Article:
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1 March 2012 Susceptibility of Adult Alfalfa Leafcutting Bees and Honey Bees to a Microbial Control Agent, Beauveria bassiana
R. R. James, M. R. McGuire, J. E. Leland
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Abstract

Pollination by bees is required for production of seed alfalfa, Medicago sativa L. The alfalfa leafcutting bee, Megachile rotundata (F.) Hymenoptera: Megachilidae, and the honey bee, Apis mellifera L. Hymenoptera: Apidae, are the most commonly used pollinators. The fungus Beauveria bassiana (Balsamo) Vuillemin has been proposed as a microbial control for Lygus spp. (Hemiptera: Miridae), a common pest of this crop. In laboratory bioassays, we found that adult alfalfa leafcutting and honey bees were susceptible to three strains of B. bassiana. A commercial strain, GHA, was the most pathogenic and virulent, causing approximately 45–80% mortality at a dose of 1 × 105 conidia per bee, and >80% mortality at 1 × 106 conidia per bee. A new strain that is very pathogenic to lygus, 17–41, caused less than 20% mortality in honey bees at 1 × 105 conidia per bee. The alfalfa leafcutting bee was more susceptible than honey bees to all three strains of the fungus. B. bassiana killed almost twice as many alfalfa leafcutting bees, and mortality occurred 1–3 days earlier. Field experiments are needed to further determine the risks this microbial control agent poses to pollinators.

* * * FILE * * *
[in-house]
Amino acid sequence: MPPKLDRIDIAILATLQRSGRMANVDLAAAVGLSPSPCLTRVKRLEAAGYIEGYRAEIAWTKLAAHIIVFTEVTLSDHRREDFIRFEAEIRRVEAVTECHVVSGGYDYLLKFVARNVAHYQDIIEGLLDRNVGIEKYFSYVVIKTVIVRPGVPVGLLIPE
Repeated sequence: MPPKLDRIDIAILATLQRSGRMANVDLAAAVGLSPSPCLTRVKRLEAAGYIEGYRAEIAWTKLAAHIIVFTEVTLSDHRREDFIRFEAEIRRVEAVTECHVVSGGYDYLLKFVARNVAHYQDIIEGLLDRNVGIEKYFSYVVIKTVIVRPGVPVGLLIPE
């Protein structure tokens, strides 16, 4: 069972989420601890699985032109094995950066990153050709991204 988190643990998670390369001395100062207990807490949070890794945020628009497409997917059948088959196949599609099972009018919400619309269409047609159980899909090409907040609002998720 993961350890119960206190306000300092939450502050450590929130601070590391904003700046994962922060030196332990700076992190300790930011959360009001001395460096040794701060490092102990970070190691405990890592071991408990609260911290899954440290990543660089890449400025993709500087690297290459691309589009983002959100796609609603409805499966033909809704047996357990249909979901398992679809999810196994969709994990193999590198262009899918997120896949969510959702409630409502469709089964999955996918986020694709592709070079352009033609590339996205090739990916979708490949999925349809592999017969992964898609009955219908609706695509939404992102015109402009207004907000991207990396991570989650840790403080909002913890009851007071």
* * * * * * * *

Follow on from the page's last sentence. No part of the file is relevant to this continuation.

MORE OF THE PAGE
R. R. James, M. R. McGuire, and J. E. Leland "Susceptibility of Adult Alfalfa Leafcutting Bees and Honey Bees to a Microbial Control Agent, Beauveria bassiana," Southwestern Entomologist 37(1), 13-21, (1 March 2012). https://doi.org/10.3958/059.037.0102
Published: 1 March 2012
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